Browse Prior Art Database

Surveillance System Based on Active Radio Frequency Tag

IP.com Disclosure Number: IPCOM000117612D
Original Publication Date: 1996-Apr-01
Included in the Prior Art Database: 2005-Mar-31
Document File: 2 page(s) / 79K

Publishing Venue

IBM

Related People

Walsh, BJ: AUTHOR

Abstract

Disclosed is an active Radio Frequency (RF) tag based surveillance system designed to combat theft of components (e.g., RAM) from Personal Computers (PCs) located in an office (or similar) environment.

This text was extracted from an ASCII text file.
This is the abbreviated version, containing approximately 52% of the total text.

Surveillance System Based on Active Radio Frequency Tag

      Disclosed is an active Radio Frequency (RF) tag based
surveillance system designed to combat theft of components (e.g.,
RAM) from Personal Computers (PCs) located in an office (or similar)
environment.

      Technology theft from PCs is becoming an ever increasing
problem.  Many office environments are subject to burglary and theft
of PCs/Mobiles/PC components.  At this moment, there are a number of
devices on the market place that act as deterrents but very few
actually monitor the fact that a PC is in situ and has not been
tampered with or opened.  This disclosure relates to the use of
radio-frequency technology to monitor and detect the presence or not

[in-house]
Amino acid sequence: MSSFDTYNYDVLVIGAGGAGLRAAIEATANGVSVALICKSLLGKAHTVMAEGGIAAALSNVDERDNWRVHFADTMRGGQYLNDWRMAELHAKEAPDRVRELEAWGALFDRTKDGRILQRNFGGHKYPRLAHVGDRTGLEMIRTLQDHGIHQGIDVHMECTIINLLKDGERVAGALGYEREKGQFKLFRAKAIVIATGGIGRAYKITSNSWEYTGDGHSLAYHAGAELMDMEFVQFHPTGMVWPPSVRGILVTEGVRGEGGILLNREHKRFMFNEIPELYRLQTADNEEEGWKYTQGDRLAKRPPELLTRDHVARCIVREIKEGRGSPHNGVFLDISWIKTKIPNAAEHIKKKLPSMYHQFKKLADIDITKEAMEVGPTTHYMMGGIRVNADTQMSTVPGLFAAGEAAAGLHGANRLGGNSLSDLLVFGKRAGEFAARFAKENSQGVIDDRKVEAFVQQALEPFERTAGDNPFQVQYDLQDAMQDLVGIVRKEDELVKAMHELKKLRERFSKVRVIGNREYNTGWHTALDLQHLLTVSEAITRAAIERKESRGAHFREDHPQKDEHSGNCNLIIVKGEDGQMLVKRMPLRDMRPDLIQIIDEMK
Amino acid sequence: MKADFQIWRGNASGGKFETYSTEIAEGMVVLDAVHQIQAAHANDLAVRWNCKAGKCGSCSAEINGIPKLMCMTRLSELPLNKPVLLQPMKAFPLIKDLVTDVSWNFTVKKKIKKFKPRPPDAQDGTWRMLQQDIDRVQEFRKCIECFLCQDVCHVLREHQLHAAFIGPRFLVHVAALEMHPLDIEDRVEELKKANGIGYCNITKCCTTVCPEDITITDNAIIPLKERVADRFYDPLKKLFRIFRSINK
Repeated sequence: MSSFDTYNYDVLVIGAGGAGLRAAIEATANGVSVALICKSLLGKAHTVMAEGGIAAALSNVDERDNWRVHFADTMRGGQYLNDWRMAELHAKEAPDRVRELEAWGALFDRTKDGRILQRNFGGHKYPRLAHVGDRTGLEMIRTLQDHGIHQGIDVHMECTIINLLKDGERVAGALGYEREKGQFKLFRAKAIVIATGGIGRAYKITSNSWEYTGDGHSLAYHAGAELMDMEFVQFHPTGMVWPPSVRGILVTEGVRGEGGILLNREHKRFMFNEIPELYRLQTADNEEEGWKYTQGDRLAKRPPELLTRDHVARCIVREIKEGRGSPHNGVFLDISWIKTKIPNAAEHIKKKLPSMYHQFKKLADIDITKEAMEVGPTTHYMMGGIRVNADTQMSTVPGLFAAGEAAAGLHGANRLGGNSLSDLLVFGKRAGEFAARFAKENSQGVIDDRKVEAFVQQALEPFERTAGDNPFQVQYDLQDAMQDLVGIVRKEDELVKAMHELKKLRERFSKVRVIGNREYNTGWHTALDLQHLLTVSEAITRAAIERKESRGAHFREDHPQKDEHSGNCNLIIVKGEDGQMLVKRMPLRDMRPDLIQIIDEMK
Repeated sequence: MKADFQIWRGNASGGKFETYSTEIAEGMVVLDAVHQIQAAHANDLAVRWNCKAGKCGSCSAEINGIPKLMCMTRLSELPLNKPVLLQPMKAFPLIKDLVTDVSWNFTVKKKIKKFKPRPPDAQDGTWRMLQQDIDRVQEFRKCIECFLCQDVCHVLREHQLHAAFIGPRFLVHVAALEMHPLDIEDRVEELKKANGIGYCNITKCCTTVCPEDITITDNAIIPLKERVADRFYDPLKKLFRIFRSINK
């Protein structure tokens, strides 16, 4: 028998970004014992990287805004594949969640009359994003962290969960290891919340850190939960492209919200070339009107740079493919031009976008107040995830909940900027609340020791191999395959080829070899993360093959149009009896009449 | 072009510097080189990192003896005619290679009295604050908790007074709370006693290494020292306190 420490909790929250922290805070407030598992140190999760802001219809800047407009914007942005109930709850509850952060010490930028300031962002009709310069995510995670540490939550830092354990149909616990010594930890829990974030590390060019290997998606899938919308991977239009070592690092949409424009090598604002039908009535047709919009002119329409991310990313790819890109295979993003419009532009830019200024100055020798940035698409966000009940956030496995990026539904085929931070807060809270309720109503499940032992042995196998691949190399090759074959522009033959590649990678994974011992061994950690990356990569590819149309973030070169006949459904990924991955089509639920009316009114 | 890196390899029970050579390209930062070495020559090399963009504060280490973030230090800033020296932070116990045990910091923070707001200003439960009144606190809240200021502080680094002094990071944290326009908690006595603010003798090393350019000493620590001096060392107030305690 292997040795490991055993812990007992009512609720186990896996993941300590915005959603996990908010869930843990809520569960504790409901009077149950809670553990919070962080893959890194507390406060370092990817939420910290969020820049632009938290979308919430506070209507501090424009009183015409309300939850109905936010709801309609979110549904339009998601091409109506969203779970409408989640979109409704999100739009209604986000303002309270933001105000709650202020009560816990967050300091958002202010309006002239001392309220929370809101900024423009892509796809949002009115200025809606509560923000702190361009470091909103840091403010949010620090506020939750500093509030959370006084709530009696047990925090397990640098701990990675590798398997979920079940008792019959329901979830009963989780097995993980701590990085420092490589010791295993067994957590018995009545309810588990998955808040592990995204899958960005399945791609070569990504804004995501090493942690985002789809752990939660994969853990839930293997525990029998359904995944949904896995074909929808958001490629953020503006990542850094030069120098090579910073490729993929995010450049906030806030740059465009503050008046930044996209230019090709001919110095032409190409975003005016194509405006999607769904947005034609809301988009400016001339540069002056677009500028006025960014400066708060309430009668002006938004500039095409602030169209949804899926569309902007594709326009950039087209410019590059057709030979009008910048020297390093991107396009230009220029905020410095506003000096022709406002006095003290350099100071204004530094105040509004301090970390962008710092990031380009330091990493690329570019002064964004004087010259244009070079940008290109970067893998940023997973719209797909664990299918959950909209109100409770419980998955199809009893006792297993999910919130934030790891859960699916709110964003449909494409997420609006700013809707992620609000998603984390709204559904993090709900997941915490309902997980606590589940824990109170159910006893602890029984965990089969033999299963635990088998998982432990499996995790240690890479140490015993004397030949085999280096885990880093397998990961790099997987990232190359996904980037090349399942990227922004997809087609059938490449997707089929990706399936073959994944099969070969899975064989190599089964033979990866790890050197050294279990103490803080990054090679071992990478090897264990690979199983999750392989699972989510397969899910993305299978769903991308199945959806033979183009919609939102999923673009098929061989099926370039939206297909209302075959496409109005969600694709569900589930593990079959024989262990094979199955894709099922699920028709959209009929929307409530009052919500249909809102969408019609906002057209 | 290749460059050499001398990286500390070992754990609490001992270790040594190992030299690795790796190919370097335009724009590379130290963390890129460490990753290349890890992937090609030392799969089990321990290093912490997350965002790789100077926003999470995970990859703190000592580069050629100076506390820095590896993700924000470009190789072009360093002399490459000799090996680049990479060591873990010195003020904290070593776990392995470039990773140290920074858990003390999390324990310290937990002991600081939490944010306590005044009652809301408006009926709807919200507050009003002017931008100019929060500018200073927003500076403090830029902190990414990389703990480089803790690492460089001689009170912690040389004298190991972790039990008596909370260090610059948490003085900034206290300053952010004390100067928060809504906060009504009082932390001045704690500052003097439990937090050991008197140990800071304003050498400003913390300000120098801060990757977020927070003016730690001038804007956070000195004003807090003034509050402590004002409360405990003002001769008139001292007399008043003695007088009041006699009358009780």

of items that have been identified by the application of active tags.

      Today's radio frequency technologies are permitting longer
detect and read ranges.  Ranges of between 8m and 25m are possible.
It is also possible to build radio frequency interrogators into a
variety of form factors.  One form factor in particular allows the
interrogator to reside in the ceiling of a building.  The
interrogator can monitor control/identify the quantity and the
identification numbers for a number of tags in a specified
area/range.

      The RF tags used to allow this interrogation are active
radio-frequency tags.  It is inherent in their design that active
tags require a battery to generate the extra power required to
transmit over an extended distance.  Today's active tags are built
with batteries as part of the overall unit.  The battery is fixed to
the tag.

      This disclosure details two alternative ways in which the
battery may be connected to the tag.  The first tag arrangement is
specific to PCs or other equipment that use battery-backed systems
and is split into two discrete segments:
  1.  The aerial and chip assembly (credit card shape/format) is
formed
       and "flying leads" used to make the interconnect to the
battery
       assembly.
  2.  The battery assembly is further split such there is a discrete
       contactor mechanism that is activ...